“… it would achieve far greater emissions reductions than all Obama-era climate regulations combined, which will appeal to Democrats and environmentalists. At the same time, this market-based solution would render carbon regulations unnecessary, which will appeal to Republicans and business interests.… 70 percent of Americans, including the most vulnerable, would come out ahead economically.” 

The writers cite survey support for taking action:

“A poll released [June 19, 2018] shows that 81 percent of likely voters … agree the government should take action to limit carbon emissions. And by a 2-to-1 margin, likely voters support taxing carbon emissions and rebating the money directly to the American people.”

Lott and Breaux conclude:

We must put a meaningful price on carbon in America….  
To do so, we must set our politics aside for the greater good. America has done it before, time after time. We believe the country will do so again.”

British Columbia’s Carbon Fee Succeeds in Reducing Emission Rates.  While some skeptics may not agree with the Baker-Shultz plan, the actual experiment is already under way in British Columbia (BC), Canada.  It was set in place in 2008, beginning at a level of CA$10/ton of carbon dioxide (CO2) and rising to CA$30/ton by 2012. 

The result has been positive, as the New York Times reported in March 2016 The revenue from the carbon fee is being returned to BC residents and businesses in the form of tax credits in other fiscal categories.  As BC’s environment minister, Mary Polak, noted, “It performed better on all fronts than I think any of us expected”.   

A Duke University-University of Ottawa study cited in the article found that CO2 emissions fell by 5 to 15% with “negligible effects on aggregate economic performance”.  The carbon fee raised gasoline prices, for example, by US$0.19/gallon, providing incentives to BC residents and businesses to drive less and undertake energy efficiency initiatives.  Polling shows that those opposed to the fee fell from 47% initially to 32% in 2015.  Experts realize, however, that in order to achieve meaningful goals of reducing emissions the carbon fee has to be still higher.  Indeed, as of 2018, BC is beginning to raise its fee again after staying unchanged since 2012.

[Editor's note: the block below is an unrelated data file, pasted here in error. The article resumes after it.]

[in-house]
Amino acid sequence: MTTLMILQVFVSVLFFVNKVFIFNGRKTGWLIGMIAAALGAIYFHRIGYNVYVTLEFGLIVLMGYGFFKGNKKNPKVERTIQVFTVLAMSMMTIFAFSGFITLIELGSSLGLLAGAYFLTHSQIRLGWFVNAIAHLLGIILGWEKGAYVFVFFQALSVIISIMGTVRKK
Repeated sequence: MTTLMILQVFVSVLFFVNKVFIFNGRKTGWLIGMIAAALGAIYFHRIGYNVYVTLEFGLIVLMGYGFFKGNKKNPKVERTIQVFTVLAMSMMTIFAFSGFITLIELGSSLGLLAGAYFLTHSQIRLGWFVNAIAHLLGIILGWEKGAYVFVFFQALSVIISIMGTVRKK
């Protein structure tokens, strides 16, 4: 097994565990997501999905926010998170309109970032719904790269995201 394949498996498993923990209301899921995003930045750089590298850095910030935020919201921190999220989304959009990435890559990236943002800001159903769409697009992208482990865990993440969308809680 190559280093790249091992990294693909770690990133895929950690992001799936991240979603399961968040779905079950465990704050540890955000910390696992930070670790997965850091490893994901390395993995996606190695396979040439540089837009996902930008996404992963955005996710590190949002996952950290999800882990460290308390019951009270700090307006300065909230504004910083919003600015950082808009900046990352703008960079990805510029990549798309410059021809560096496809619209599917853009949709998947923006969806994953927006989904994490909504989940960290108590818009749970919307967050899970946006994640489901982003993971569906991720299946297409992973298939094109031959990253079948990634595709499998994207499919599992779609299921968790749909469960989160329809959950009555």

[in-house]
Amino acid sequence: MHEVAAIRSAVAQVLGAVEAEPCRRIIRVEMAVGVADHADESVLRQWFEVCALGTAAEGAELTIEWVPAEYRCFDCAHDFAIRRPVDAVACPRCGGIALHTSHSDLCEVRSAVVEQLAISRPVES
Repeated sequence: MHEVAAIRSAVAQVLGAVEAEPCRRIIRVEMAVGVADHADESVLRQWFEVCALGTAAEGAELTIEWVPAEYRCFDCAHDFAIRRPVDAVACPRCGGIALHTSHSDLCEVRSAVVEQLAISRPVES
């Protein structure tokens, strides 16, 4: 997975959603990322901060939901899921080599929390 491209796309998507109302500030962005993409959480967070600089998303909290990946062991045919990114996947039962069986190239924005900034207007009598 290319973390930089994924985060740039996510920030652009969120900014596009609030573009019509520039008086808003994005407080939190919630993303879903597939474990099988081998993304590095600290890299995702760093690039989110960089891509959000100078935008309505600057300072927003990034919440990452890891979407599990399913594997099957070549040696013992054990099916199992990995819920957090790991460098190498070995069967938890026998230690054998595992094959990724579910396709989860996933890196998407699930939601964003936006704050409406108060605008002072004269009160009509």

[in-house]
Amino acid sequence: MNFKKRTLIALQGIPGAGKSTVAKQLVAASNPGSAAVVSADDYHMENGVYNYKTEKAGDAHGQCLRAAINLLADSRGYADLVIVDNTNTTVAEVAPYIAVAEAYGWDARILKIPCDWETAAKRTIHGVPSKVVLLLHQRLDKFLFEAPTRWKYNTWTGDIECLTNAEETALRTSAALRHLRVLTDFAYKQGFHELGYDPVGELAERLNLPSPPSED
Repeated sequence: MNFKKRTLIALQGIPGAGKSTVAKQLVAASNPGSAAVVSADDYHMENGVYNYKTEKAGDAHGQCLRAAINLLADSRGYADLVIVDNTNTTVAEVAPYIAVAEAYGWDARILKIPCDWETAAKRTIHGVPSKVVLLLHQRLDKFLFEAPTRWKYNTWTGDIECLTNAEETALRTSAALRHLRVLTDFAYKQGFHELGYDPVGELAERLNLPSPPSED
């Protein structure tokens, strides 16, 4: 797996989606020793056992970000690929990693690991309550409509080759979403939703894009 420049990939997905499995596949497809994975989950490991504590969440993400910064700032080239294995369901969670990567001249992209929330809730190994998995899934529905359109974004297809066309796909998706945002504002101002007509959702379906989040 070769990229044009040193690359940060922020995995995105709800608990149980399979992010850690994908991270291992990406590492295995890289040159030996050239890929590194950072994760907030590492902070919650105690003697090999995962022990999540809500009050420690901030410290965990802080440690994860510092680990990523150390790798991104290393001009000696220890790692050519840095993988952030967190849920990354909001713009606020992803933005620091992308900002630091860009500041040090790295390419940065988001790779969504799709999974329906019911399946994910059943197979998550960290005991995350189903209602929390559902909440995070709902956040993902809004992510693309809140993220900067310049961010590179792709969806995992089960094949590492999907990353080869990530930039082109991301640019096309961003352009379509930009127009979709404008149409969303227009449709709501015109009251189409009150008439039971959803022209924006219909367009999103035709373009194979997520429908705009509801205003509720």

Fuel-dependent carbon pricing.  In carbon pricing regimes the size of the price is tied directly to how much CO2, the combustion product resulting when the fuel burns, is released.  Relative CO2 yields are shown in the table below. 

                                 Relative Efficiency of Fossil Fuels


CO2 released per unit of heat obtained, relative to natural gas

Natural gas


Petroleum (fuel oil, gasoline)





It is seen that coal releases almost twice as much CO2 as natural gas when burned to yield the same amount of heat.  So in an industrial setting it may be expected that the price on coal, on a thermal basis, would be almost twice as high as that on natural gas.  For example the BC pricing regime uses information such as this to set fees.

© 2018 Henry Auer